St. Catherine’s puts ‘Christ at the Center’

TRUMBULL — Father Joseph Marcello has made pilgrimages to the tomb of St. Andre Bassette in Montreal, the shrine of St. Elizabeth Ann Seton in Maryland and the tomb of St. Catherine of Siena in Rome and prayed to the Blessed Virgin Mary for a very special intention … the success of a project he believes will be spiritually transformative for his parish, St. Catherine of Siena.

For months, the blue vigil lamp burned in front of the statue of St. Joseph for an initiative called “Christ at the Center,”  which has as its goal putting the tabernacle at the center of the sanctuary, framed by a majestic high altar built from 20 tons of limestone and marble.

His prayers were answered. The project is nearly complete, and after several years of praying, planning, fund-raising, collaborating with parishioners, architects and builders, the church will be consecrated on March 24 by Bishop Frank J. Caggiano.

“We called it ‘Christ at the Center’ because, above all, each one of us needs always to grow in our understanding that Jesus Christ is the center of our lives, of our families and of the life of our parish,” Father Marcello said. “Locating the tabernacle, which contains Jesus Christ in the Eucharist, at the center of our sanctuary is an important and very consequential reflection of that.”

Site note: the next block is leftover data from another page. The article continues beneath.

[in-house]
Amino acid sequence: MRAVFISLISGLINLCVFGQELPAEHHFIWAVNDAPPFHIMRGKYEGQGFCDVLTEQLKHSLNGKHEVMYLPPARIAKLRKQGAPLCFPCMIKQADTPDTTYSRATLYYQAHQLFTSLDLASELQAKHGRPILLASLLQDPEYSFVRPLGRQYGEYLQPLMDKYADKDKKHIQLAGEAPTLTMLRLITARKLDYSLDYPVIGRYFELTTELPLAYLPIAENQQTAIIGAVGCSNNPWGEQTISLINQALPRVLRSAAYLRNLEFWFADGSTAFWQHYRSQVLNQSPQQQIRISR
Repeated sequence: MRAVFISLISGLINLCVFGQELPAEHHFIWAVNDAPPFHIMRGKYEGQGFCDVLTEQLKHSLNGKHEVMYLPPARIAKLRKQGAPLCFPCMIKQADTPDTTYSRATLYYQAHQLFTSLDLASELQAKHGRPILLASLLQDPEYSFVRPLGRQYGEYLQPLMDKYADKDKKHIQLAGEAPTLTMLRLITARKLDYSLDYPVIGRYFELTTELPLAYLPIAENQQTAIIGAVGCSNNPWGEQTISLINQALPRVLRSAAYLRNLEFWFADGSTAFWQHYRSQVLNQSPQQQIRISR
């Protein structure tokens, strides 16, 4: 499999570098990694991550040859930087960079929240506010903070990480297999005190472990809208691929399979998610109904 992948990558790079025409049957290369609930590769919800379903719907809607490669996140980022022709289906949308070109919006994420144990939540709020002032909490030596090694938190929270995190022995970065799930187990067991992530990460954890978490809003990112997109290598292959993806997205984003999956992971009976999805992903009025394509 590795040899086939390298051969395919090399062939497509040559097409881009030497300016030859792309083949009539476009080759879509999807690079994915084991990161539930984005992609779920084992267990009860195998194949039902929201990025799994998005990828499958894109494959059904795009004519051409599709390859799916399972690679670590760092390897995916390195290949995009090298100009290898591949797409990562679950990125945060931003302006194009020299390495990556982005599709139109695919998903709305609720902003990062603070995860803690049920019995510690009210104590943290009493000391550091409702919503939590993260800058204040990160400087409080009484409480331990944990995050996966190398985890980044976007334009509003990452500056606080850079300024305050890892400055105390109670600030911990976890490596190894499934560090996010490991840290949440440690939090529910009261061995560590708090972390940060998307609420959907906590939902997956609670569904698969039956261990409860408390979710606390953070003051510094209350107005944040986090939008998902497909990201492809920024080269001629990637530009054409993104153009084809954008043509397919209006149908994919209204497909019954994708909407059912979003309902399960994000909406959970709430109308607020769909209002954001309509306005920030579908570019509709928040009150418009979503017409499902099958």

However, the project entailed much more than merely moving the tabernacle from a side chapel into the sanctuary.

Father Marcello says, “It will be a catechism in stone that tells the story of our faith and honors Our Lord. This is a design that our ancestors in the faith would recognize and something our children will be proud of.”

The main architectural feature is a large “retablo,” which is constructed from 17 tons of limestone and provides a frame above and behind the Altar of Sacrifice and the crucifix. The inspiration for the design came from the altar of Our Lady, Health of the Roman People, at the Basilica of St. Mary Major in Rome. The design for St. Catherine’s is “fresh and timeless and completely organic” because it looks as if it has always been there, Father Marcello says. On top of the retablo will be the dove of the Holy Spirit, which is original to the church.